Background: Newborn screening for cystic fibrosis (CF) with immunoreactive trypsinogen (IRT) and DeltaF508 analysis followed by sweat testing misses some infants with CF and detects more DeltaF508 carriers than expected. Some of the apparent DeltaF508 carriers may be DeltaF508 compound heterozygotes with normal sweat electrolyte levels.
Methods: Infants identified by newborn screening with an elevated IRT level, one DeltaF508 allele, and a sweat chloride level <60 mmol/L underwent CF mutation analysis, pancreatic stimulation testing, and repeat IRT analysis followed by clinical review and repeat sweat test at 12 months.
Results: Over a 24-month period we identified 122 DeltaF508 heterozygotes and recruited 57; 4 had borderline sweat chloride levels (40 to 60 mmol/L), 5 (8.8%, 95% CI 1.4, 16.2) had a second CF mutation (R117H), and 11 (20%, 95% CI 10, 30) had the intron 8 5T allele. Three had clinical CF at 12 months (initial sweat chloride levels: 53, 51, and 32 mmol/L). Pancreatic electrolyte secretion in the subjects with a borderline sweat chloride level was similar to that in patients with known CF.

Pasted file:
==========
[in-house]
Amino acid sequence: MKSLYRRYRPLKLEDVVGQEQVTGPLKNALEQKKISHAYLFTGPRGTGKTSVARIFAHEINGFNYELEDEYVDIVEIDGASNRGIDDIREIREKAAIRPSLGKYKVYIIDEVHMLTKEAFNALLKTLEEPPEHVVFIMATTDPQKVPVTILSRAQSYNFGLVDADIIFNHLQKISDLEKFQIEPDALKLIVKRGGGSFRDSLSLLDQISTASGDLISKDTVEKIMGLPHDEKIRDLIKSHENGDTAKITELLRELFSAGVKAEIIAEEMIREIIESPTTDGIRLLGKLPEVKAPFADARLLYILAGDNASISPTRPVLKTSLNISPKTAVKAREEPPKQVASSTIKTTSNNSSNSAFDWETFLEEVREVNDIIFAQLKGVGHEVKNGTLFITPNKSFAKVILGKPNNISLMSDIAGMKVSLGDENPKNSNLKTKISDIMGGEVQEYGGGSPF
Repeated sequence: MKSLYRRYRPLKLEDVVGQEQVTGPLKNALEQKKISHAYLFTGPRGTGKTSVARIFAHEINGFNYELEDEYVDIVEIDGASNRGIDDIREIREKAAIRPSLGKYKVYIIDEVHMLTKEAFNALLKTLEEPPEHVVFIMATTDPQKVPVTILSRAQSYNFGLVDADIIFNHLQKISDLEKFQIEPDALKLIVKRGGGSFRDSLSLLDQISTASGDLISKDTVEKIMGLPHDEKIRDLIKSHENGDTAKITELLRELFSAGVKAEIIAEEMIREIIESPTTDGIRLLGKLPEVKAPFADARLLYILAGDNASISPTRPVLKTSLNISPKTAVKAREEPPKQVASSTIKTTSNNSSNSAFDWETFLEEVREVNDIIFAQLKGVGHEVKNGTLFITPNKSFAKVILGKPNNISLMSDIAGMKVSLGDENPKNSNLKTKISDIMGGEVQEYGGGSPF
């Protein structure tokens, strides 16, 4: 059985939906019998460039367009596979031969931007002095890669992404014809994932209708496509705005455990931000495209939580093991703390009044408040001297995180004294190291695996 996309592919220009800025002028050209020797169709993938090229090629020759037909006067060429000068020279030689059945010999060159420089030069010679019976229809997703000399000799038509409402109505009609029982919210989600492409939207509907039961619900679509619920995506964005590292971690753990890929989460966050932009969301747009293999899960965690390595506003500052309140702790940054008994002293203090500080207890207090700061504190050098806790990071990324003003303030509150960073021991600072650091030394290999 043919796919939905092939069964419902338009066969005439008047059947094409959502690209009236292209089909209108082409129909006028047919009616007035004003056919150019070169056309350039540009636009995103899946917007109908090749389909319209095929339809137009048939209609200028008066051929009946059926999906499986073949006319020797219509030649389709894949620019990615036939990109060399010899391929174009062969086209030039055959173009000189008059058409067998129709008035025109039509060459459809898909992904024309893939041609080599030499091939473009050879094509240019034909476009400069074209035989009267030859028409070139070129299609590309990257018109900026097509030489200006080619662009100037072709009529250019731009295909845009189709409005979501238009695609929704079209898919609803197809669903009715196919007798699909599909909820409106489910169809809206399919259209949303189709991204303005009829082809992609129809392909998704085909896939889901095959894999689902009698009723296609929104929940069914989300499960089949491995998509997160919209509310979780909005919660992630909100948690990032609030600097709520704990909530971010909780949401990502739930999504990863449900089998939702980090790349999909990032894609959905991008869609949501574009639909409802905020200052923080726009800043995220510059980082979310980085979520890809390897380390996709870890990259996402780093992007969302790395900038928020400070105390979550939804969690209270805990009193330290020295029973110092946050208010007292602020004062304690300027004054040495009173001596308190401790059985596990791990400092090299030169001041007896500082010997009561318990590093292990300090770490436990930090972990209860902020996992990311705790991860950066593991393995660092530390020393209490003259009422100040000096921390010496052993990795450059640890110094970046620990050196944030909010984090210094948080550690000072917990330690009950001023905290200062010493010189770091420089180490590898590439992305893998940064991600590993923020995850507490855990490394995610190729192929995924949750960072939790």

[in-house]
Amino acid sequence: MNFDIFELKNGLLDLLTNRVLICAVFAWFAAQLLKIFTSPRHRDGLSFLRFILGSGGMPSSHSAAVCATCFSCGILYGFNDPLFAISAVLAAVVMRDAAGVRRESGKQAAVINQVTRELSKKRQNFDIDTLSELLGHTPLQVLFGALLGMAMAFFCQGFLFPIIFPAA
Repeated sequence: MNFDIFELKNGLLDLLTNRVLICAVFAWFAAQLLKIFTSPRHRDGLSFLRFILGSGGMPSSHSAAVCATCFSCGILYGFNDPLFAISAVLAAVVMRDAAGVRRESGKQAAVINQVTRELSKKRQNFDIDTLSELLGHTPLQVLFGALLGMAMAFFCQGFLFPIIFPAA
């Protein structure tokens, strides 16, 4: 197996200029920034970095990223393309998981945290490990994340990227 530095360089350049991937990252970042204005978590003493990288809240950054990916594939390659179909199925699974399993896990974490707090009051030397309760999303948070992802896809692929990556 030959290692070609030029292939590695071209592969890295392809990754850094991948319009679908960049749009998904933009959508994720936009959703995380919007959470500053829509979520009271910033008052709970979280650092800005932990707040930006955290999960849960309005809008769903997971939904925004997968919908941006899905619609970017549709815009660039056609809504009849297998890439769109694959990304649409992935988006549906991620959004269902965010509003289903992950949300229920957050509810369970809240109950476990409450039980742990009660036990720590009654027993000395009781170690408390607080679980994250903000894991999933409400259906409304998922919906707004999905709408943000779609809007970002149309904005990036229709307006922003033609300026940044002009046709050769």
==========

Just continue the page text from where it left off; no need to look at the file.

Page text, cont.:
Conclusion: The excess of DeltaF508 heterozygotes detected by IRT/DNA screening is associated with the presence of a second mutation or the 5T allele in some infants. Screened infants with borderline sweat chloride levels almost certainly have CF, but long-term follow-up of the infants with the genotype DeltaF508/R117H and DeltaF508/5T is required to determine their outcome. In the meantime, newborn screening should be confined to severe mutations associated with classic CF.